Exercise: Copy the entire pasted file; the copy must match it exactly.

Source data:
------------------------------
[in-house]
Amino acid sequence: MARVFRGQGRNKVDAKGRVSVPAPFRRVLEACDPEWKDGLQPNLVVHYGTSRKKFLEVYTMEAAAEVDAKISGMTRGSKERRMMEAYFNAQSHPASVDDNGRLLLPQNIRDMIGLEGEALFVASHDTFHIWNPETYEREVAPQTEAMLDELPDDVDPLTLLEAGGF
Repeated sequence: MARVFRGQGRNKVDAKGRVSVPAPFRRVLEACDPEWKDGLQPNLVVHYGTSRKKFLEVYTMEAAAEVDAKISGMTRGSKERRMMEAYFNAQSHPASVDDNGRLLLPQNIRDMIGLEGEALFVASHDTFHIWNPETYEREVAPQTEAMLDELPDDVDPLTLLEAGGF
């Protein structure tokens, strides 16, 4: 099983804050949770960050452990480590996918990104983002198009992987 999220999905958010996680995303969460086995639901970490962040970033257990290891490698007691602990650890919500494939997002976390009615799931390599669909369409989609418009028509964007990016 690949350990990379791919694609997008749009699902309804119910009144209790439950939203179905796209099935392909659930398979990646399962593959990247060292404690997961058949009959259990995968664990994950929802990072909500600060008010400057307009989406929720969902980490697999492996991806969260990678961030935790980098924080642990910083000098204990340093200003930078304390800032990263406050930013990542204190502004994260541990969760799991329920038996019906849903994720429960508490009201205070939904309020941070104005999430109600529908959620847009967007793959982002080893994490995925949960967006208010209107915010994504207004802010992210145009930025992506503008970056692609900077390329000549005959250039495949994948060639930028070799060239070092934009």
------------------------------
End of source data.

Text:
[in-house]
Amino acid sequence: MARVFRGQGRNKVDAKGRVSVPAPFRRVLEACDPEWKDGLQPNLVVHYGTSRKKFLEVYTMEAAAEVDAKISGMTRGSKERRMMEAYFNAQSHPASVDDNGRLLLPQNIRDMIGLEGEALFVASHDTFHIWNPETYEREVAPQTEAMLDELPDDVDPLTLLEAGGF
Repeated sequence: MARVFRGQGRNKVDAKGRVSVPAPFRRVLEACDPEWKDGLQPNLVVHYGTSRKKFLEVYTMEAAAEVDAKISGMTRGSKERRMMEAYFNAQSHPASVDDNGRLLLPQNIRDMIGLEGEALFVASHDTFHIWNPETYEREVAPQTEAMLDELPDDVDPLTLLEAGGF
């Protein structure tokens, strides 16, 4: 099983804050949770960050452990480590996918990104983002198009992987 999220999905958010996680995303969460086995639901970490962040970033257990290891490698007691602990650890919500494939997002976390009615799931390599669909369409989609418009028509964007990016 690949350990990379791919694609997008749009699902309804119910009144209790439950939203179905796209099935392909659930398979990646399962593959990247060292404690997961058949009959259990995968664990994950929802990072909500600060008010400057307009989406929720969902980490697999492996991806969260990678961030935790980098924080642990910083000098204990340093200003930078304390800032990263406050930013990542204190502004994260541990969760799991329920038996019906849903994720429960508490009201205070939904309020941070104005999430109600529908959620847009967007793959982002080893994490995925949960967006208010209107915010994504207004802010992210145009930025992506503008970056692609900077390329000549005959250039495949994948060639930028070799060239070092934009």